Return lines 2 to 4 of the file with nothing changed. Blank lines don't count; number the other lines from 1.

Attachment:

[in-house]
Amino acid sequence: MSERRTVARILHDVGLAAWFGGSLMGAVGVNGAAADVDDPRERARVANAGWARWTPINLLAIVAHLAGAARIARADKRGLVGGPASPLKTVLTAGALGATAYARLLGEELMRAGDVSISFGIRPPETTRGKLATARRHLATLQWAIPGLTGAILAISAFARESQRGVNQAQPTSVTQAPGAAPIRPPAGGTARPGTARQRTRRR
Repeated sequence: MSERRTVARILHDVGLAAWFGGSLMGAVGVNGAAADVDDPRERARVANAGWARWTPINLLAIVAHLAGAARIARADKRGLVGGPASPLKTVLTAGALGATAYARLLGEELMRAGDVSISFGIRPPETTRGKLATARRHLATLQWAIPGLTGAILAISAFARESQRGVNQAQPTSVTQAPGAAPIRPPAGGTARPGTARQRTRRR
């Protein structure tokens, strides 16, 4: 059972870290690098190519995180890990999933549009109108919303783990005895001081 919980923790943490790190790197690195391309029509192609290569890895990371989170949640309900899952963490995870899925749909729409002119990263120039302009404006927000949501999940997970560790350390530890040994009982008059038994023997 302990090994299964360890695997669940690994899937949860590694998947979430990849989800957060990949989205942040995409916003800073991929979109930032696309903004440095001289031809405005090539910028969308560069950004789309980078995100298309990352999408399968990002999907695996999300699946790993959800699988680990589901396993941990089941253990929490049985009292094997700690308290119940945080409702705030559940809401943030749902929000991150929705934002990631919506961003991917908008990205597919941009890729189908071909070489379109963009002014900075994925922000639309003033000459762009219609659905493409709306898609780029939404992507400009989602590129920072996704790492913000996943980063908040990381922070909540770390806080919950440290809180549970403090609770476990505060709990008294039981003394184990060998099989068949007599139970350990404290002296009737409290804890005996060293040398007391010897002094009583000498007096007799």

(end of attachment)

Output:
Amino acid sequence: MSERRTVARILHDVGLAAWFGGSLMGAVGVNGAAADVDDPRERARVANAGWARWTPINLLAIVAHLAGAARIARADKRGLVGGPASPLKTVLTAGALGATAYARLLGEELMRAGDVSISFGIRPPETTRGKLATARRHLATLQWAIPGLTGAILAISAFARESQRGVNQAQPTSVTQAPGAAPIRPPAGGTARPGTARQRTRRR
Repeated sequence: MSERRTVARILHDVGLAAWFGGSLMGAVGVNGAAADVDDPRERARVANAGWARWTPINLLAIVAHLAGAARIARADKRGLVGGPASPLKTVLTAGALGATAYARLLGEELMRAGDVSISFGIRPPETTRGKLATARRHLATLQWAIPGLTGAILAISAFARESQRGVNQAQPTSVTQAPGAAPIRPPAGGTARPGTARQRTRRR
């Protein structure tokens, strides 16, 4: 059972870290690098190519995180890990999933549009109108919303783990005895001081 919980923790943490790190790197690195391309029509192609290569890895990371989170949640309900899952963490995870899925749909729409002119990263120039302009404006927000949501999940997970560790350390530890040994009982008059038994023997 302990090994299964360890695997669940690994899937949860590694998947979430990849989800957060990949989205942040995409916003800073991929979109930032696309903004440095001289031809405005090539910028969308560069950004789309980078995100298309990352999408399968990002999907695996999300699946790993959800699988680990589901396993941990089941253990929490049985009292094997700690308290119940945080409702705030559940809401943030749902929000991150929705934002990631919506961003991917908008990205597919941009890729189908071909070489379109963009002014900075994925922000639309003033000459762009219609659905493409709306898609780029939404992507400009989602590129920072996704790492913000996943980063908040990381922070909540770390806080919950440290809180549970403090609770476990505060709990008294039981003394184990060998099989068949007599139970350990404290002296009737409290804890005996060293040398007391010897002094009583000498007096007799």